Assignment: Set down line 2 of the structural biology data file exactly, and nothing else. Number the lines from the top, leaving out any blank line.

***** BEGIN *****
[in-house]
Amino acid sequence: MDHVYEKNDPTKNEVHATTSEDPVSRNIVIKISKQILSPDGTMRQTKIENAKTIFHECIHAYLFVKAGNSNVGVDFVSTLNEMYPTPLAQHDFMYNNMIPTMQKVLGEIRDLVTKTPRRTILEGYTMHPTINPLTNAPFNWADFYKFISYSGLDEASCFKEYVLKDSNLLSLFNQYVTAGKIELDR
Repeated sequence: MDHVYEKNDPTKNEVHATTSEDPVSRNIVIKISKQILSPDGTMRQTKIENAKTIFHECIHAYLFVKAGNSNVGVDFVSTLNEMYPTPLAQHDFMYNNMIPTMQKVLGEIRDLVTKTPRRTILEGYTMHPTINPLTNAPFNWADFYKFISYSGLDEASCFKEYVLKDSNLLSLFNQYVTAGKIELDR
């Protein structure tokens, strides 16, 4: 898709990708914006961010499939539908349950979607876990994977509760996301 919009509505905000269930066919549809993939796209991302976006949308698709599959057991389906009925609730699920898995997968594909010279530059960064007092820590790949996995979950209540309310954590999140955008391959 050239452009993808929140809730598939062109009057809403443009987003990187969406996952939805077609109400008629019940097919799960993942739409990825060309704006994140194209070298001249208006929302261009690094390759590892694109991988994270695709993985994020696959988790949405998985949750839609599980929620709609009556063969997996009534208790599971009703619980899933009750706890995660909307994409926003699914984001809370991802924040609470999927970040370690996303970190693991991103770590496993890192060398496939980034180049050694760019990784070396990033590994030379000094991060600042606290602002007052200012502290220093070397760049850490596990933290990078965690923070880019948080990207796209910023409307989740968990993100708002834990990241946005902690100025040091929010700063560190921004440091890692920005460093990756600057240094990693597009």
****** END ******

Amino acid sequence: MDHVYEKNDPTKNEVHATTSEDPVSRNIVIKISKQILSPDGTMRQTKIENAKTIFHECIHAYLFVKAGNSNVGVDFVSTLNEMYPTPLAQHDFMYNNMIPTMQKVLGEIRDLVTKTPRRTILEGYTMHPTINPLTNAPFNWADFYKFISYSGLDEASCFKEYVLKDSNLLSLFNQYVTAGKIELDR